David Wright: Swinging Off — But Near — the Black

David Wright experienced a resurgence of sorts in 2012. After four straight outstanding offense seasons, Wright’s offensive production dipped significantly in 2009 — from a 141 wRC+ to 125. In 2011, Wright’s wRC+ declined all the way to 116.

But this year, the old David Wright reappeared and the 29-year-old third basemen posted a 140 wRC+. The Mets, encouraged by Wright’s year at the plate, have not only picked up his 2013 option (which was predictable), but have also continued discussions for a long-term contract extension.

How likely we are to see Wright put up similar numbers in the future is debatable.

Regardless, one thing was clear: Wright was making better decisions at the plate in 2012. And while his plate discipline numbers were positive (e.g. -2.1% O-Swing), the overall change didn’t seem to capture how well Wright’s plate approach improved.

In an effort to tease this out beyond the basic plate discipline metrics, R. J. Anderson used Mike Fast’s “correct” decision-making approach to look at how Wright’s decision-making improved in the past three season. Anderson calculated the percentage of “correct” pitches Wright swung at in 2012, compared to the two previous seasons. He found Wright had improved his decision-making by 7%.

I decided to take an even narrower view than Anderson and focused only on the location of balls Wright swung at that were just off of the plate, or that were off the black.

Using PITCHf/x data, I calculated the average distance off the black (both on the inside and outside of the strike zone) of the pitches that hitters swung at. I purposefully excluded pitches thrown in two-strike counts, as hitters are apt to expand their zones and swing defensively in those counts. To make it easier to walk through, I am calling this metric wDOTB — or weighted distance off the black. (I am using “weighted” here to denote that the measure is the weighted average of the inside and outside distances.)

Here are the league averages for 2012, broken down by batter handedness:

Outside 0.22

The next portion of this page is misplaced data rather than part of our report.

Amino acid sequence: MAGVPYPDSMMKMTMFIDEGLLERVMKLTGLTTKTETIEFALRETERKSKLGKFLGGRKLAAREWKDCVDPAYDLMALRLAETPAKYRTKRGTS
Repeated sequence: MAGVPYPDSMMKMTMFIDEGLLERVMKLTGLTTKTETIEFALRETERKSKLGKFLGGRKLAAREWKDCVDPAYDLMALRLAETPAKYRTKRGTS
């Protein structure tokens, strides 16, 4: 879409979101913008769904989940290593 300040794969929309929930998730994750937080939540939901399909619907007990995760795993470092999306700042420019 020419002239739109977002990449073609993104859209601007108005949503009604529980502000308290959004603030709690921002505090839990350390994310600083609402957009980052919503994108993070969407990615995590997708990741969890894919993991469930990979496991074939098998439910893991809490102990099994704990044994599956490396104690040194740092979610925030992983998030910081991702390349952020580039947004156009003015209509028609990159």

Inside 0.24
Total 0.23


Outside 0.23
Inside 0.20
Total 0.22

The difference between left-handed and right-handed hitters is pretty small. Right-handers tend to swing at pitchers farther inside off the black, whereas the opposite is true of left-handers. This is probably due to the fact that there are more right-handed pitchers in the league, and, therefore, hitters will see more or fewer pitches on each side of the plate based on who is throwing the ball.

In terms of the leaders and laggers from each side of the plate, here are two graphics.

First, right-handed hitters with at least 600 plate appearances:

And, left-handed hitters with at least 600 plate appearances:

Generally speaking, the best everyday hitters when it comes to swinging at pitches close to the black are about twice as good as the worst from each side of the plate.

Now, let’s get back to Wright.

Here’s Wright’s wDOTB going back to 2008:

Total wDOTB Inside Outside
2008 0.19 0.16 0.16
2009 0.19 0.20 0.12
2010 0.23 0.24 0.12
2011 0.22 0.21 0.16
2012 0.17 0.16 0.19

To more easily visualize the difference, I plotted the actual pitches Wright swung at and then bucketed them into 2009 to 2011 and 2008 and 2012:

Visually, we can see the biggest difference seems to be on the inside. In 2008 and 2012, Wright’s wDOTB for inside pitches was just .16, compared to .22 from 2009 to 2011. When it came to outside pitches, Wright’s wDOTB was almost identical (.20 vs. .19). When Wright swings at inside pitches, he’s picking the ones that are more easily driven — versus weakly hit (or missed) ones.

Compared to other right-handed hitters this past year, Wright’s .17 wDOTB ranked third overall. So, yes, Wright wasn’t just hitting the ball better this past season. He was much more selective when he chose to swing, specifically on balls on the inside of the plate.

As far as the metric overall, I can’t say with any degree of certainty what the relationship is between wDOTB and overall productivity. At a minimum, wDOTB gives us a better picture of how hitters differ when it comes to swinging at balls out of the zone. Whether or not this metric matters from an inferential standpoint will require more testing. My initial hunch is that the absolute value matters less than individual hitter changes, year-to-year. I’ll report back with any new developments.

Print This Post

Bill leads Predictive Modeling and Data Science consulting at Gallup. In his free time, he writes for The Hardball Times, speaks about baseball research and analytics, has consulted for a Major League Baseball team, and has appeared on MLB Network's Clubhouse Confidential as well as several MLB-produced documentaries. He is also the creator of the baseballr package for the R programming language. Along with Jeff Zimmerman, he won the 2013 SABR Analytics Research Award for Contemporary Analysis. Follow him on Twitter @BillPetti.

Comments Are Loading Now!